Get Motivated: Using Lists to Create a Balanced Daily Schedule

I don’t really like the word “motivate” at all. To me, it seems like a dressed-up “should,” which is on my least-favorite-words list, and carries with it a sense of dread and obligation: I need to motivate myself to go jogging. You need to motivate yourself to do your homework. Let’s get motivated to clean the house. None of these things sound particularly inspiring (to me, anyway. If you love cleaning, kudos to you. Also please feel free to come over and sprinkle your motivated cleaning magic all over my house anytime).

That noted, it can sometimes be useful to look at finding motivation as simply identifying a place to begin, and beginning each day with a list is my favorite behavior-based tip. My own mother swore by lists to keep herself organized when I was younger, and I can’t imagine getting any day started without one. My own version is a bit more therapist-y, including not only what needs doing in the day, but also making space for things I want to do, and ways to take care of myself.  My go-to is the paper-and-pen variety, for easy marking and crossing-off-of-things. (Can you cross things off on an Iphone? Probably). You do whatever works for you.

To begin a motivating morning list-making practice, allot a few minutes at the beginning of each day. List out everything that you need to do (Groundbreaking, yes?). Now, list out everything that you’d like to do, but perhaps often don’t allow enough time for. Then organize things in terms of:

  • Must-do activities (going to work, attending to appointments)
  • Activities that take care of you (moving your body, cooking yourself a delicious dinner)
  • Activities that take care of others (cleaning up the house, caring for your family)
  • Restorative activities (like a yoga class, a meditation break, a phone call with a friend, etc.)

Of course, there may be some overlap between the categories, but the objective here is to reach for balance.

Now, put a star next to the activities that absolutely must get done today. Try to prioritize a number of activities that you can actually comfortably achieve within one day, and, if you can bring yourself to, allow the rest to fall to tomorrow. I know. It can often feel like the world is going to explode if everything is not completed to perfection Right Now Today, but I assure you that’s just your Anxious Part nudging at you and probably not reality. It is likely that most of the activities on your list are not world-ending-if-not-completed. To illustrate: One of my favorite podcasts recently recommended identifying FOUR things to accomplish within the course of a day. Four. This blew my mind, as it was about sixteen things less than was on my typical daily list (and on yours, I might expect). I’m not down to four things per day, but I have pared down my expectations of how many things I’m doing in one day. Amazingly, nothing has fallen apart yet. Conclusion: You probably think you need to complete more in a day than is actually necessary. Pare it down, and see what happens.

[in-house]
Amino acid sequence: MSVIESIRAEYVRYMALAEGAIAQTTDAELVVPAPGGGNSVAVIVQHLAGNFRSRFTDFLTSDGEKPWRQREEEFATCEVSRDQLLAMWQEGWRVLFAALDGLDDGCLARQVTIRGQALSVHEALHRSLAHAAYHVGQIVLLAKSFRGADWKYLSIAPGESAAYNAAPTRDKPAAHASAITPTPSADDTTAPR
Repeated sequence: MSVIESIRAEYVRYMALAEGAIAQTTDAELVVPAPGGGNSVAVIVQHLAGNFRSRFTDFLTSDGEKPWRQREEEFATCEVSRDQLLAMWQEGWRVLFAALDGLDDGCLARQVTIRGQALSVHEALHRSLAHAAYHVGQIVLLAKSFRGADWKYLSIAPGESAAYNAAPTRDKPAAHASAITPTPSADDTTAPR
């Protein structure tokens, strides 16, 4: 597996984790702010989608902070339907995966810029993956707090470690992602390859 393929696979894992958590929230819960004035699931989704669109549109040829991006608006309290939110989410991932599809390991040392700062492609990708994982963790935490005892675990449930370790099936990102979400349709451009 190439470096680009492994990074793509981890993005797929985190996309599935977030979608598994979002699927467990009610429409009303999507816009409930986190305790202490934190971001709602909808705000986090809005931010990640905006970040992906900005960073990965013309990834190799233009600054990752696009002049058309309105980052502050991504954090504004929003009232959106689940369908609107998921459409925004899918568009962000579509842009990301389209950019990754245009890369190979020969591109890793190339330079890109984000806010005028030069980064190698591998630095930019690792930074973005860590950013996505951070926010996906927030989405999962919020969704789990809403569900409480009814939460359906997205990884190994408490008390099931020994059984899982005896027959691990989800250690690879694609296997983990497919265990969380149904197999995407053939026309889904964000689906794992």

Now, create a list that is varied between the categories. Try to create a schedule that includes a mix of activities from each category in your list. (If you’re on the magical four-activities-per-day plan, that’s one activity from each category). If your list leans too heavily in any category, or lacks another completely, take a moment to consider what changes, if any, might be beneficial. If you find your list is exclusively Must-Do Activities, consider if you may be over-scheduling yourself. Are you working all day, every day, like so many of us are? If so, are there any changes that can be made to create space for other things? Similarly, if your list lacks any Restorative Activities, is it possible to add in one tiny activity just for you today, and see how it turns out? Again, pay attention to what must be completed, versus what can be moved to tomorrow’s list without much consequence. If you must make the choice between vacuuming the house and giving yourself a fifteen minute restorative reading break at the close of a long workday…well, my vote’s on the reading break, every time.